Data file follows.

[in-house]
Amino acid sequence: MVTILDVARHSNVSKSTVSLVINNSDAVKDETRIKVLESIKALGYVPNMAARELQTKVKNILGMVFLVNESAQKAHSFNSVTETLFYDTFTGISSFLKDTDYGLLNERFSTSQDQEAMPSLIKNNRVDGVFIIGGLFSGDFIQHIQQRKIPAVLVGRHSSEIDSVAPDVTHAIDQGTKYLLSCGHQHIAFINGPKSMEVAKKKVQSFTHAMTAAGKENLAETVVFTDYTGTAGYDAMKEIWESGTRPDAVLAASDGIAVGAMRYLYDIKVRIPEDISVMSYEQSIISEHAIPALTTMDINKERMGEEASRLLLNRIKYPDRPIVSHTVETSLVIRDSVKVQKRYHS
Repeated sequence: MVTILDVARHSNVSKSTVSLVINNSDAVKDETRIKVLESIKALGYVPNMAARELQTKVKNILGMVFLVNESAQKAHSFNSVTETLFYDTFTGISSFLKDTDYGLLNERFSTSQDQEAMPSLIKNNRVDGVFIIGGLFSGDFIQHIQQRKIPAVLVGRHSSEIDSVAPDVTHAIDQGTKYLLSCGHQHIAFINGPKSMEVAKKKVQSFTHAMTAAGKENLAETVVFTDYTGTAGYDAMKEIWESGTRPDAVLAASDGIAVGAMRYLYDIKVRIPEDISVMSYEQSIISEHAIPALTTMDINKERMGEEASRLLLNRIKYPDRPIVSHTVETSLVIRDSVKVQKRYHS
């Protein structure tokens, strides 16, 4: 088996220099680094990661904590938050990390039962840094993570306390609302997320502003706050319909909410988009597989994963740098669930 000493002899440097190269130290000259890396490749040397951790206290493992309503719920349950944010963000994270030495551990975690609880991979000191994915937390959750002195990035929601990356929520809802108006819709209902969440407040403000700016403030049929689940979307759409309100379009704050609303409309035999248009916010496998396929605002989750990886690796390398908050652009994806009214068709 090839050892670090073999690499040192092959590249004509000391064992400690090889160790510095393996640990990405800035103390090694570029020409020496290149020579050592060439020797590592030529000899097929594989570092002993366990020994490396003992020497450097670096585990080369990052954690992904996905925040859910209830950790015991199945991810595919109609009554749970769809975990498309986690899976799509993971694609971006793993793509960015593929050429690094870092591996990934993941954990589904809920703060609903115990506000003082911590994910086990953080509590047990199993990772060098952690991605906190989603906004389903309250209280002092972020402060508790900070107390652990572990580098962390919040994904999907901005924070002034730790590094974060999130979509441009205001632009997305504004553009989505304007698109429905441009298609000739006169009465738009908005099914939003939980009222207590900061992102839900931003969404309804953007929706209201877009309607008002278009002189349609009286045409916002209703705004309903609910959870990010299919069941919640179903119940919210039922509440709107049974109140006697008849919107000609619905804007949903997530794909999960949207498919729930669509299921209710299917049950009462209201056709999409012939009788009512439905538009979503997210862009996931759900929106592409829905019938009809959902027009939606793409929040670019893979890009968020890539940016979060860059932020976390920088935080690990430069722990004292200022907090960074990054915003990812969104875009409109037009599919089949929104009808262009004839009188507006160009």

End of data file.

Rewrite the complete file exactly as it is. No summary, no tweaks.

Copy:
[in-house]
Amino acid sequence: MVTILDVARHSNVSKSTVSLVINNSDAVKDETRIKVLESIKALGYVPNMAARELQTKVKNILGMVFLVNESAQKAHSFNSVTETLFYDTFTGISSFLKDTDYGLLNERFSTSQDQEAMPSLIKNNRVDGVFIIGGLFSGDFIQHIQQRKIPAVLVGRHSSEIDSVAPDVTHAIDQGTKYLLSCGHQHIAFINGPKSMEVAKKKVQSFTHAMTAAGKENLAETVVFTDYTGTAGYDAMKEIWESGTRPDAVLAASDGIAVGAMRYLYDIKVRIPEDISVMSYEQSIISEHAIPALTTMDINKERMGEEASRLLLNRIKYPDRPIVSHTVETSLVIRDSVKVQKRYHS
Repeated sequence: MVTILDVARHSNVSKSTVSLVINNSDAVKDETRIKVLESIKALGYVPNMAARELQTKVKNILGMVFLVNESAQKAHSFNSVTETLFYDTFTGISSFLKDTDYGLLNERFSTSQDQEAMPSLIKNNRVDGVFIIGGLFSGDFIQHIQQRKIPAVLVGRHSSEIDSVAPDVTHAIDQGTKYLLSCGHQHIAFINGPKSMEVAKKKVQSFTHAMTAAGKENLAETVVFTDYTGTAGYDAMKEIWESGTRPDAVLAASDGIAVGAMRYLYDIKVRIPEDISVMSYEQSIISEHAIPALTTMDINKERMGEEASRLLLNRIKYPDRPIVSHTVETSLVIRDSVKVQKRYHS
């Protein structure tokens, strides 16, 4: 088996220099680094990661904590938050990390039962840094993570306390609302997320502003706050319909909410988009597989994963740098669930 000493002899440097190269130290000259890396490749040397951790206290493992309503719920349950944010963000994270030495551990975690609880991979000191994915937390959750002195990035929601990356929520809802108006819709209902969440407040403000700016403030049929689940979307759409309100379009704050609303409309035999248009916010496998396929605002989750990886690796390398908050652009994806009214068709 090839050892670090073999690499040192092959590249004509000391064992400690090889160790510095393996640990990405800035103390090694570029020409020496290149020579050592060439020797590592030529000899097929594989570092002993366990020994490396003992020497450097670096585990080369990052954690992904996905925040859910209830950790015991199945991810595919109609009554749970769809975990498309986690899976799509993971694609971006793993793509960015593929050429690094870092591996990934993941954990589904809920703060609903115990506000003082911590994910086990953080509590047990199993990772060098952690991605906190989603906004389903309250209280002092972020402060508790900070107390652990572990580098962390919040994904999907901005924070002034730790590094974060999130979509441009205001632009997305504004553009989505304007698109429905441009298609000739006169009465738009908005099914939003939980009222207590900061992102839900931003969404309804953007929706209201877009309607008002278009002189349609009286045409916002209703705004309903609910959870990010299919069941919640179903119940919210039922509440709107049974109140006697008849919107000609619905804007949903997530794909999960949207498919729930669509299921209710299917049950009462209201056709999409012939009788009512439905538009979503997210862009996931759900929106592409829905019938009809959902027009939606793409929040670019893979890009968020890539940016979060860059932020976390920088935080690990430069722990004292200022907090960074990054915003990812969104875009409109037009599919089949929104009808262009004839009188507006160009």